Josh Feldman
December 25, 2011

EDITOR’S COMMENT: Not only has the media attack campaign against Ron Paul backfired, but the propped up GOP candidates have proven completely hollow. Newt Gingrich is a ringer for the establishment pure and simple. He never has had the campaign structure or donor support to make him viable, and has failed or nearly failed for numerous ballots. It is increasingly a race between Romney & Ron Paul for the Republican nomination, though there are still plenty of trick cards that can be played at the party level between now and convention.

When you’re running to be the next President of the United States, it’s generally a good idea to make sure people are able to vote for you. But in a surprise twist in this already twisted-up campaign, both Newt Gingrich and Rick Perry will not be on the ballot when Virginia Republican voters go to cast their vote for their party’s nominee, meaning the primary in that state will boil down to a contest between Mitt Romney and Ron Paul.

Several months ago, Gingrich did not file for the Missouri primary, but made a deliberate decision to do so based on his campaign strategy. This time around, Gingrich actively pursued getting on the ballot in Virginia, claiming to have reached the 10,000 signature threshold to qualify. Perry’s campaign claimed they had reached it as well, but after state party officials went through all the signatures to validate them, neither candidate ended up qualifying.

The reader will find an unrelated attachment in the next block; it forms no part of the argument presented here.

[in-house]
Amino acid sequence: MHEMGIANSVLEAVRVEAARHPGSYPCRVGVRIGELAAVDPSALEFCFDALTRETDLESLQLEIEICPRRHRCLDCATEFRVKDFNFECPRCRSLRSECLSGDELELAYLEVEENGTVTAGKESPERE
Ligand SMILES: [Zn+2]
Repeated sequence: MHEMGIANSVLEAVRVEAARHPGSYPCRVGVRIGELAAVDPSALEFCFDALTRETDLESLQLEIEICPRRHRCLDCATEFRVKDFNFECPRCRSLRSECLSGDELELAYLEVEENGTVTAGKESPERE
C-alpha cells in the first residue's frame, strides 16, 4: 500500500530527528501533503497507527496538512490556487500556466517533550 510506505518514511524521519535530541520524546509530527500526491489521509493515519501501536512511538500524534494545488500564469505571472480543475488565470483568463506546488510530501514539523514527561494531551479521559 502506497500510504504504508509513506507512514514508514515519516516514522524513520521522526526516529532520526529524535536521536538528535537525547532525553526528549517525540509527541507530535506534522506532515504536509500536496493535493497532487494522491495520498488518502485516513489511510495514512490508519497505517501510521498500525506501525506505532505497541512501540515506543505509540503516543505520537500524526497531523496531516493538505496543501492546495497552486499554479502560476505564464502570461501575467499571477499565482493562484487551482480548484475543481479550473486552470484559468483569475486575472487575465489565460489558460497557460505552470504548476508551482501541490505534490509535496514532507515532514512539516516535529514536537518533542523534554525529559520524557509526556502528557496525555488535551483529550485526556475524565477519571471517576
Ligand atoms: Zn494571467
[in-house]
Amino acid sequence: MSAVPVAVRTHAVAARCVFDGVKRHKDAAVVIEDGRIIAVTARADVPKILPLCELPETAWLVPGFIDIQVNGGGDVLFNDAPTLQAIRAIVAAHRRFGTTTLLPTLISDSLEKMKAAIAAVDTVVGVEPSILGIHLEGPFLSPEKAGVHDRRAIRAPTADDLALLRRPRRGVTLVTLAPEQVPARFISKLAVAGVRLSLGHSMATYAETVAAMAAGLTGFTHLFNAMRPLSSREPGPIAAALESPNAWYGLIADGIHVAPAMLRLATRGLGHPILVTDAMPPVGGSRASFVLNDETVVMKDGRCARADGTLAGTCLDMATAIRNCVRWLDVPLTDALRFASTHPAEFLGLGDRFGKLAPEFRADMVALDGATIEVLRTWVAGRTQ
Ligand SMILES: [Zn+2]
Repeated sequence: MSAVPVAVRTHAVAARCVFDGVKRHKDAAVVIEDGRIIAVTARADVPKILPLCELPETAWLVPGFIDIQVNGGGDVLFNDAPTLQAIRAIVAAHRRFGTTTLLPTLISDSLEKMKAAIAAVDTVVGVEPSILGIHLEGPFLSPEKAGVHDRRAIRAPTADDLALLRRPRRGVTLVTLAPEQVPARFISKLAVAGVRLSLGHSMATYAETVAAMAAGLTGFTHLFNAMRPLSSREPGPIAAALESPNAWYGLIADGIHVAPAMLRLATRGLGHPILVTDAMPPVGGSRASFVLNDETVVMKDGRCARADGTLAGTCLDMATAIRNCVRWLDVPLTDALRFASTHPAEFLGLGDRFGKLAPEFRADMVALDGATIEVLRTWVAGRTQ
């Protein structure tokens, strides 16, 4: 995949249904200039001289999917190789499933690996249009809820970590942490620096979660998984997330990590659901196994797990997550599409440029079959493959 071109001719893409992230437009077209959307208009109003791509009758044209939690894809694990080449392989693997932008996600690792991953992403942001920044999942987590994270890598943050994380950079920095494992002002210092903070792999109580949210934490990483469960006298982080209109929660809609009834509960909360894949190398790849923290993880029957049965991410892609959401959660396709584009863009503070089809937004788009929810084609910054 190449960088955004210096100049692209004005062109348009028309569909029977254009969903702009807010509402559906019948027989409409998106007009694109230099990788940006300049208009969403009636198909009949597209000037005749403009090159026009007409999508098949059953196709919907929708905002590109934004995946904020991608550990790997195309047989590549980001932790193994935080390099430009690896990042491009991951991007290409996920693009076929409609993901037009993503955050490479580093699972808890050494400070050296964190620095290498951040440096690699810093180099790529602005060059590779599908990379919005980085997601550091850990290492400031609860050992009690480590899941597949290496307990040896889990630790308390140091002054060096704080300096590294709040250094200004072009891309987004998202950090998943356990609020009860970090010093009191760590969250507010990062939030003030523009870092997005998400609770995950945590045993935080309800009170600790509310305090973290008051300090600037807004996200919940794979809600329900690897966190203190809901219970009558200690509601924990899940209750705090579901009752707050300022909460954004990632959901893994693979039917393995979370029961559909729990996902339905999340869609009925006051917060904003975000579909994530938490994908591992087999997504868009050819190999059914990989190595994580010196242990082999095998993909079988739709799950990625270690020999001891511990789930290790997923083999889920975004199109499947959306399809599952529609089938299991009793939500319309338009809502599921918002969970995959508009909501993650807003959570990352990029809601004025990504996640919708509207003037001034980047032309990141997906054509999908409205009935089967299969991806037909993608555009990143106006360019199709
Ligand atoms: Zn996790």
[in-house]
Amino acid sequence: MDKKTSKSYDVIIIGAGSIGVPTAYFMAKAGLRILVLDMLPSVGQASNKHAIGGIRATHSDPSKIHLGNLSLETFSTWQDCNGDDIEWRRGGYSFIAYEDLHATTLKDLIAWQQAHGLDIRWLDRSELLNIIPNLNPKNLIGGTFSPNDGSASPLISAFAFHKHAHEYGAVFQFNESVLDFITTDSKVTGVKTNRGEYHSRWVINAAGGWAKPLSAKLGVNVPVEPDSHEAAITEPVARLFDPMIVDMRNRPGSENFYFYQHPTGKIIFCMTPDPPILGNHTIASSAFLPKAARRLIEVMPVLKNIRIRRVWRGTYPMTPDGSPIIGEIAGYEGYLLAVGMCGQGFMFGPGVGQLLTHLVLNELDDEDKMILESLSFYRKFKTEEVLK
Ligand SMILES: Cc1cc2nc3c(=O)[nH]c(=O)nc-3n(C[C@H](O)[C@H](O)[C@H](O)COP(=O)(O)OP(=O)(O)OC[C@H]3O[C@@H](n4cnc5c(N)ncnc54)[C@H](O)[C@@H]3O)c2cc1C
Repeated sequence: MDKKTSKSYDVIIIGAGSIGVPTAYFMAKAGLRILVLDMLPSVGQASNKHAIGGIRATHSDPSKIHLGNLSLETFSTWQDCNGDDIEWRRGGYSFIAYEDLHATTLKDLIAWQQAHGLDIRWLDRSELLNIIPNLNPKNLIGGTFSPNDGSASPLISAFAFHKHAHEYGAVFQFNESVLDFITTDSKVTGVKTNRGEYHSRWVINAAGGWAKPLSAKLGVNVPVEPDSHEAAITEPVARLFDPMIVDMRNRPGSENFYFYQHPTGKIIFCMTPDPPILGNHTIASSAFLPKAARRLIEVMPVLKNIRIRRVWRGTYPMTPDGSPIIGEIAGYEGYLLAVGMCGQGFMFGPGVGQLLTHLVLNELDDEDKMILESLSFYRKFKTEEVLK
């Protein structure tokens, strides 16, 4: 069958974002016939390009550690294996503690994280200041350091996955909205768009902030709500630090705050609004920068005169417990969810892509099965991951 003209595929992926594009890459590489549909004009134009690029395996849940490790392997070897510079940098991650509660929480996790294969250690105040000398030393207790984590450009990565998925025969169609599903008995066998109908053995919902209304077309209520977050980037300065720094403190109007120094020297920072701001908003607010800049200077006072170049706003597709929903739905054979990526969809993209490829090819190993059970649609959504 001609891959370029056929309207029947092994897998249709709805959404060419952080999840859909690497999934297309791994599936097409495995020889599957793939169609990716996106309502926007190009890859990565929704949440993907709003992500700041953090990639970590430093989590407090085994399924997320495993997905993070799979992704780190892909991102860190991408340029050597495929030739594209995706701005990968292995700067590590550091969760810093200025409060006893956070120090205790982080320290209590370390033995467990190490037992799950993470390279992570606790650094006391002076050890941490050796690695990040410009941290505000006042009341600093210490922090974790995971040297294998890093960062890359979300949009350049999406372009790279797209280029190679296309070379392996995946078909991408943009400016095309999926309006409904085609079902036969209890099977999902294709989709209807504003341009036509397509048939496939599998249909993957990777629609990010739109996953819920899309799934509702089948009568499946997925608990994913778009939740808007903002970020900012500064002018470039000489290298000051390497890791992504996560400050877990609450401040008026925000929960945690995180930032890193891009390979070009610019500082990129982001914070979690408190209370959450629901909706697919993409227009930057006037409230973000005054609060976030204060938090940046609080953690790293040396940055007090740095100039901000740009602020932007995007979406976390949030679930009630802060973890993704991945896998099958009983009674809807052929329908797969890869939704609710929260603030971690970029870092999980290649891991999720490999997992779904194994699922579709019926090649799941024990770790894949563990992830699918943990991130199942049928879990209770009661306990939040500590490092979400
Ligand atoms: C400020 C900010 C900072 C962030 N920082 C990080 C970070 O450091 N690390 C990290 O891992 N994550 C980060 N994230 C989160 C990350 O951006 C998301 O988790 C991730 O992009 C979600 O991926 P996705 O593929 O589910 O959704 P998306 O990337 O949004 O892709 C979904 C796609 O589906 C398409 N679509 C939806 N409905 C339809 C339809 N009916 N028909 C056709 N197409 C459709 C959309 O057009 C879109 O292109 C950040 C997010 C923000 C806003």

“After verification, RPV has determined that Newt Gingrich did not submit required 10k signatures and has not qualified for the VA primary,” the party announced on Twitter.

The rejection is a significant setback for the Gingrich campaign since he is leading the polls in Virginia among likely Republican voters and is seen as a strong contender for the nomination.

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Gingrich attacks Virginia for keeping him off ballot

Libby Quaid
Associated Press
December 25, 2011

WASHINGTON (AP) — Presidential hopeful Newt Gingrich’s campaign attacked Virginia’s GOP primary election system on Saturday for keeping him off the state’s March 6 Super Tuesday ballot, a significant setback for a candidate who has surged in popularity but has struggled to organize his campaign.

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